In lieu of an abstract, here is a brief excerpt of the content:

  • IntroductionThe HfE Project and Beyond: New Constellations of Practice in the Environmental and Digital Humanities
  • Joni Adamson (bio)

Since the publication of "The Future We Want," the outcome document of the 2012 United Nations Conference on Sustainable Development (dubbed Rio+20),1 there has been growing infrastructural support and funding for curricular innovation and programming in the environmental humanities.2 International researchers are increasingly advocating for the integration of humanities insights into codesigned and coproduced knowledge about anthropogenically caused change (Bai et al. 2015, 10; Hartman 2015; Nye et al. 2013). But what forms will integrated or transdisciplinary codesigned research take? Can the humanities (which typically are characterized as weakly tooled to address social and environmental crises) catalyze imagination of new ideas, narratives, frameworks, alternatives, demands, and projects that will enable people to envision plausibly different, even livable, futures (Adamson 2015, 139)? Most articles and white papers calling for integration of the humanities into global environmental-change sciences suggest how far we have come in advocating successfully for the value of the humanities. Still, the argument of many of these position papers often starts from embedded assumptions that take the form of statements such as "We need to begin now to incorporate the insights of the humanities" (Bai et al. 2015).

This special issue of Resilience, "The Green Humanities Lab," will report and reflect on an ambitious Andrew W. Mellon–funded project called Humanities for the Environment, or HfE, which took [End Page 1] place between 2013 and 2015. Most of the contributors to this issue collaborated together as part of an HfE steering committee based at Arizona State University (ASU), while other contributors are part of a larger international EcoDH (ecological digital humanities) network. Each article in this issue discusses projects or initiatives the authors have been working on for two years or more. All of us are excited to be stepping out of the shade, so to speak, to illustrate that calls for what Steven Hartman and others have called integrated environmental humanities or integrated codesigned research are being creatively and generatively answered by expanding and increasingly well-organized groups of humanists (Hartman 2015). Hartman's collaboration with Anders Birgersson and Peter Norrman on the highly innovative Bifrost Project, an arts-research intervention to bring "hundreds, if not thousands of artists, writers, scientists, educators, community leaders and activists" together to "educate the public on climate change," is only one of the most developed of these arts-media initiatives (Birgersson, Hartman, and Norrman 2015).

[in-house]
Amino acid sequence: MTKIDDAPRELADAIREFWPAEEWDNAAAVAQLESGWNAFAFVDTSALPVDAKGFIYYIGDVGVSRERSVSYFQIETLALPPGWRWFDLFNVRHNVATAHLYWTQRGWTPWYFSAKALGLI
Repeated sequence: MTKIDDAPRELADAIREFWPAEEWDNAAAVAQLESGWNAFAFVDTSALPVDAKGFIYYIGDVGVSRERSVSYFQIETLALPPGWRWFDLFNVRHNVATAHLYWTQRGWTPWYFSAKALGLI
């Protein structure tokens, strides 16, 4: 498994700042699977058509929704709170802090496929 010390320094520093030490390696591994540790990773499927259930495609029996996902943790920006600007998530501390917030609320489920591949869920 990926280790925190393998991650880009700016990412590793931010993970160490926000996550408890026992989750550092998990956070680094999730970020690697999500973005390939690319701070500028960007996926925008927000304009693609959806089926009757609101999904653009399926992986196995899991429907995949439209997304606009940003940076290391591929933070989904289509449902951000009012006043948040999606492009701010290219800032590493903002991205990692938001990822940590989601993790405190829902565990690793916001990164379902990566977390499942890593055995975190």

The steering committee that collaboratively developed the HfE project included nine environmental humanists from ASU and nine from other universities throughout the US and Canada.3 Some are artists, many have long been involved in establishing the environmental humanities, some are new to the field, some have been piloting digital humanities labs and projects, and one is a Nobel Prize–winning member of the UN's Intergovernmental Panel on Climate Change (IPCC). Most members of this steering committee have been networking for over a decade through the Association for the Study of Literature and Environment, the American Society of Environmental History, and the Environment and Culture Caucus of the American Studies Association. Many had also networked previously through Mellon Foundation grants including one at the University of California, Davis, that brought many of the members of the steering committee together for Davis's Initiative on Environments and Societies.4 Through these associations and others, the steering committee brought a wealth of public humanities and collaborative experience in environmental justice and sustainability community outreach to their work at ASU.5

Having been funded by the Mellon Foundation, the HfE project at ASU was guided by Mellon's persistent defense of the value of the humanities and by its consistent encouragement of "scholars and institutions [End Page 2] to experiment and adapt" (Howard 2014, 4). Members of the steering committee were aware that a high percentage of Mellon dollars have been granted to support the environmental and digital humanities and to make project outcomes "openly available" (Howard 2014, 9, 10–11). With this in mind, the steering committee saw their charge as piloting experimental EcoDH projects...


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pp. 1-20
Launched on MUSE
Open Access
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